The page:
• Tolls: Drivers typically won’t have to pay tolls for roads in Sweden; however Swedish cars and those registered in other countries will have to pay tolls any time of day on the bridges across Sundsvallsfjärden and Motalaviken.
  • In case of emergency: You can reach the police, local fire department, and an ambulance by calling 112 nationwide in Sweden. Remain at the scene of the accident until you have given the emergency response team all the information they ask for. If your car stalls on a road where the speed limit is over 50 kph, you must put out a warning triangle—place the warning triangle 50 to 100 meters behind the car.

Should I Rent a Car?

Public transportation is usually a better option than the local, expensive taxis in Sweden. Some visitors like to take advantage of the big network of trains, coaches, and buses, but renting a car in Sweden is an easy option if you’d like more door to door service.

The car rental agency usually allows you to drive can anywhere in Western Europe. They will ask to see your passport and foreign driver’s license, at the very least. Insurance varies by the rental car company.

Swedish Road Signs and Helpful Phrases

Road signs use standard international symbols and sometimes include Swedish phrases. It is helpful to familiarize yourself with those phrases before arriving in Sweden.

  • Entrance: Infart
  • Exit: Utfart
  • Highway exit: Avfart
  • Highway entrance: Påfart
  • Speed: Fart
  • Reduce speed: Sänk farten
  • Speed bumps: Farthinder
  • Mind the speed limits: Tänk på hastigheten
  • Road construction area: Vägarbetsområde
  • End of wild animal fence: Viltstängsel upphör
  • Unpaved road: Grusväg
  • Private road: Enskild väg / Privat väg
  • No thoroughfare: Ej genomfart
  • Road closed: Vägen avstängd
  • Closed: Stängd / Stängt

Winter Driving

If you are in Sweden in the winter, you’ll need to be ready for freezing cold temperatures as well as snow and ice storms. All cars, both Swedish and from other countries, are required from early December until the end of March to have either studded tires or un-studded winter friction tires. Studded tires may be used during other months if the local police consider the roads to be in winter conditions. Ensure your car has windshield wiper fluid with anti-freeze. You may also want to journey down the road with a winter kit in your car that includes a reflective vest, starting cables, an ice scraper, a shovel, a torch, a tow-rope, and a bag of sand, which aids the tires in gripping.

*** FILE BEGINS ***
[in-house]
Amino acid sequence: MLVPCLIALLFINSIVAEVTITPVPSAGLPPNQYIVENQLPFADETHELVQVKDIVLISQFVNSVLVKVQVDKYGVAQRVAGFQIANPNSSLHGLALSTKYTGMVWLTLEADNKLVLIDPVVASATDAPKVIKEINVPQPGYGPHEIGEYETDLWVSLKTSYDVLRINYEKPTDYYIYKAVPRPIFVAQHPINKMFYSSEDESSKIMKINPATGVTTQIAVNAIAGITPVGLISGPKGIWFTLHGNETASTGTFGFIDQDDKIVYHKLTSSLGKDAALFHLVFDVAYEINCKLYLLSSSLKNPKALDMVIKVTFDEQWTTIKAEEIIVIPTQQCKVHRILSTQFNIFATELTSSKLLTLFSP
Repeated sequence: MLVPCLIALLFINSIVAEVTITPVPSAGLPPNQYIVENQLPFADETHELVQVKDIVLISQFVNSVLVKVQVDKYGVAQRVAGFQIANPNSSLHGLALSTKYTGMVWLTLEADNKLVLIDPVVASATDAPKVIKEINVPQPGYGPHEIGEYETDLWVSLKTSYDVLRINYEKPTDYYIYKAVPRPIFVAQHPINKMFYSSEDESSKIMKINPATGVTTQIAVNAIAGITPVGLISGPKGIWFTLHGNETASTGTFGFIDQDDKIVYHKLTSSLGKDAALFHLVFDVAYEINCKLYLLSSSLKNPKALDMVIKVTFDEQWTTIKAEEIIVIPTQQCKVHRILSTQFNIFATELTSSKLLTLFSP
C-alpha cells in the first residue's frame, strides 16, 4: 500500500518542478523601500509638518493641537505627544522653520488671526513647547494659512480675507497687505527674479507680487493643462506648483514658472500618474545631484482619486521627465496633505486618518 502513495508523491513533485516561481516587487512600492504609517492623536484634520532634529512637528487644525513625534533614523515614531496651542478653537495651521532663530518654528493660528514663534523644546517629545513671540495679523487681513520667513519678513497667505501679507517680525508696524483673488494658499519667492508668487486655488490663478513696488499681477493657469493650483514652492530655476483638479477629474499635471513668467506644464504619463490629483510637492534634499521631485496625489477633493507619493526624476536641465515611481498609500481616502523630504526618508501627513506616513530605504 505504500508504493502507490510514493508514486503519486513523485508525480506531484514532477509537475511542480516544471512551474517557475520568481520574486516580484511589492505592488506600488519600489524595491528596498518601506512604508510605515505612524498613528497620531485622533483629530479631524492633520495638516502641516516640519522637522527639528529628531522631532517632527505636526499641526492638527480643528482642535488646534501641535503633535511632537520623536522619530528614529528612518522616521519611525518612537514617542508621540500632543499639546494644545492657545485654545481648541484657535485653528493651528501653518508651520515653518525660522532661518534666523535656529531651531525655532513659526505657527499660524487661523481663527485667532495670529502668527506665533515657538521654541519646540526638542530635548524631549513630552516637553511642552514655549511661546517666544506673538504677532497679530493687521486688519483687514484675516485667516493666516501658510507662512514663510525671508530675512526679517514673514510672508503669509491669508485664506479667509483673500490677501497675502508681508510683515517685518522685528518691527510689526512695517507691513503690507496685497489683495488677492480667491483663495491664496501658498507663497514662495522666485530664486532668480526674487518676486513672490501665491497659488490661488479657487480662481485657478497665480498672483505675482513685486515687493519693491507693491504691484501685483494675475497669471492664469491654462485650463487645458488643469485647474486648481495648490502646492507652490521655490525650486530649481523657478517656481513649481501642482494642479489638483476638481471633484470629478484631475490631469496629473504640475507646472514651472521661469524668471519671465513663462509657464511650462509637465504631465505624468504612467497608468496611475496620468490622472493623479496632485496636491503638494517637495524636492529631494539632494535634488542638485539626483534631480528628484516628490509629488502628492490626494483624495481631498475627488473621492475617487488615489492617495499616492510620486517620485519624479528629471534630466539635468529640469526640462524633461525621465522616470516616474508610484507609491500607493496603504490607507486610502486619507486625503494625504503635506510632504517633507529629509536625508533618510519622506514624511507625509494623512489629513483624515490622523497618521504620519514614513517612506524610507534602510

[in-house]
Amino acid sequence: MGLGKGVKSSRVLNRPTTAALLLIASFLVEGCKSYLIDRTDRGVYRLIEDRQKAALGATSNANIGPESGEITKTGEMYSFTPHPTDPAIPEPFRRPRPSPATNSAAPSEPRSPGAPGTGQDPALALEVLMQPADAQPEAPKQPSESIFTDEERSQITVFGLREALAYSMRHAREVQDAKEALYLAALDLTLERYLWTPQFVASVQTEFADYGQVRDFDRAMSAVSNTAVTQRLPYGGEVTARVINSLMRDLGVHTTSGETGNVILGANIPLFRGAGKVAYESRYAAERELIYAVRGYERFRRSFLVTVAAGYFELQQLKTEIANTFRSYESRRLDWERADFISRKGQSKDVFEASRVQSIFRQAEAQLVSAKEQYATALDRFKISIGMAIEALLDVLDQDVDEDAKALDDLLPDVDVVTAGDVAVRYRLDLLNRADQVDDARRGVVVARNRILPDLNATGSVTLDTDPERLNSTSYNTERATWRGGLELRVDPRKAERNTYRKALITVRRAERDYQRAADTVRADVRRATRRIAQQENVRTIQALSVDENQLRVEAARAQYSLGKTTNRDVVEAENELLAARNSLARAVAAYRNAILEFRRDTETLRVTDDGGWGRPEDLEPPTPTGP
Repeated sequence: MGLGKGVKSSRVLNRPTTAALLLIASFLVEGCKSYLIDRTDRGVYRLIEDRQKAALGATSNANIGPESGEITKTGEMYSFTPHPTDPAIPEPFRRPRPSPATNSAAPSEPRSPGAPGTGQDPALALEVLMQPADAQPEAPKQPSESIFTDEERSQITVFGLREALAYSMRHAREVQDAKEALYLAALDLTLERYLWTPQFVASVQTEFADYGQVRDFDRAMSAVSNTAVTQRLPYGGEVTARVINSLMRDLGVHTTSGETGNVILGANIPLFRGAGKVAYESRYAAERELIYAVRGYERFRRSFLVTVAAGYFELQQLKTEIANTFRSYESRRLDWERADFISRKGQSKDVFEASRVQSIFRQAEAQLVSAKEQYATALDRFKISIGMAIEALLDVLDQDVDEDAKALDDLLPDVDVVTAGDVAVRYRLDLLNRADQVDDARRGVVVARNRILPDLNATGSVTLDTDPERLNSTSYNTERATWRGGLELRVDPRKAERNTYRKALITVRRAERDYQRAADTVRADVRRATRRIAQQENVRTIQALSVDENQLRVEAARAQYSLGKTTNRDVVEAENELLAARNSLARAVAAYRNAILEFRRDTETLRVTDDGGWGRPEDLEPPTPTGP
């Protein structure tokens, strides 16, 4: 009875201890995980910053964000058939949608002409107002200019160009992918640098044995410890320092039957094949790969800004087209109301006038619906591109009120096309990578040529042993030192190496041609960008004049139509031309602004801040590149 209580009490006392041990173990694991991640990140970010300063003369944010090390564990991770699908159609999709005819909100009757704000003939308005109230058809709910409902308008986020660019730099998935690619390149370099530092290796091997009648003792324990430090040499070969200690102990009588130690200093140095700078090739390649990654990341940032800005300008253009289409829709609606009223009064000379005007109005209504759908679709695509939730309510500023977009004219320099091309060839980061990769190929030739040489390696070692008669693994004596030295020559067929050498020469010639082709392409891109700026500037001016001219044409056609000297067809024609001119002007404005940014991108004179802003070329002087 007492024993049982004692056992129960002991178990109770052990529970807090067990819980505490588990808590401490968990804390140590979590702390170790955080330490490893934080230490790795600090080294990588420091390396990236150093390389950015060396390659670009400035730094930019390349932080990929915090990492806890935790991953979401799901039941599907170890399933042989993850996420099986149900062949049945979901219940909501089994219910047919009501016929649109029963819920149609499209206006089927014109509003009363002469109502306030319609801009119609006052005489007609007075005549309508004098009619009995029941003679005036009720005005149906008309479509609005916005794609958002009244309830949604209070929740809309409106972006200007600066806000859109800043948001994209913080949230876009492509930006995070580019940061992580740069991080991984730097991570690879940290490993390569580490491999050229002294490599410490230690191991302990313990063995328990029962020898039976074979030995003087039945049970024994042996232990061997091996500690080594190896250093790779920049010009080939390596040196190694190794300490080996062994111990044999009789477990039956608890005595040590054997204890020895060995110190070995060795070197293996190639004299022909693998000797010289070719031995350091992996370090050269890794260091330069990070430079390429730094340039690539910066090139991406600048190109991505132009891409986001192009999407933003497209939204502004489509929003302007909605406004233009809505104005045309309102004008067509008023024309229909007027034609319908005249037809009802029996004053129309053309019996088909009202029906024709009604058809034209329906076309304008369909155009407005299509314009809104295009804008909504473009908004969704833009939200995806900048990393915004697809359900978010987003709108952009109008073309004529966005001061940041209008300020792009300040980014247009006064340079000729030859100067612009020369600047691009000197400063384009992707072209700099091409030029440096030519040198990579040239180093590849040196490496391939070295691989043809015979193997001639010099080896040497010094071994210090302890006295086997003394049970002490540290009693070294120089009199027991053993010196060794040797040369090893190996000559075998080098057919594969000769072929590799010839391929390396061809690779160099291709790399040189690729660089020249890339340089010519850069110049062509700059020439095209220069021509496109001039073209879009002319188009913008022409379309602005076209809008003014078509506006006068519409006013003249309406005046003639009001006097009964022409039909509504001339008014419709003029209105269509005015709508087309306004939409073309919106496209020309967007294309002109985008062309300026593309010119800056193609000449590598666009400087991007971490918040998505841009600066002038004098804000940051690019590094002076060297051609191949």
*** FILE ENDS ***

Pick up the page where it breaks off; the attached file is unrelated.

Hopefully, this won’t be the case, but it would be ideal to be prepared for getting stuck in the snow. You’ll want to at least have a blanket and some warm clothes in the car for such situations, plus some high-energy snacks. Learn some important winter driving tips and additional useful items to have with you on those snowy days.

Animals on the Roads

Animals of diverse sizes may be seen on Swedish roads at any time and even in the more urban areas, as fences don’t always work. Badgers and foxes are often hit by cars and will do little damage to vehicles. But if you hit a wild boar, deer, or a moose at high speed—a moose weighs around 700 kilograms, or about 1,543 pounds—there may be a major impact to everyone in the car and the car itself.

To avoid this risk, be extra attentive at sunrise and sunset, and at bridges across streams and lakes where animals look for water to drink. Also pay more attention than usual during springtime (when moose give birth), moose hunting season in autumn, and where forests meet the road in Sweden. If you hit an animal accidentally, while that in itself is not a crime, according to the law you must report it by calling the Emergency Number 112 and claiming viltolycka (wild animal accident).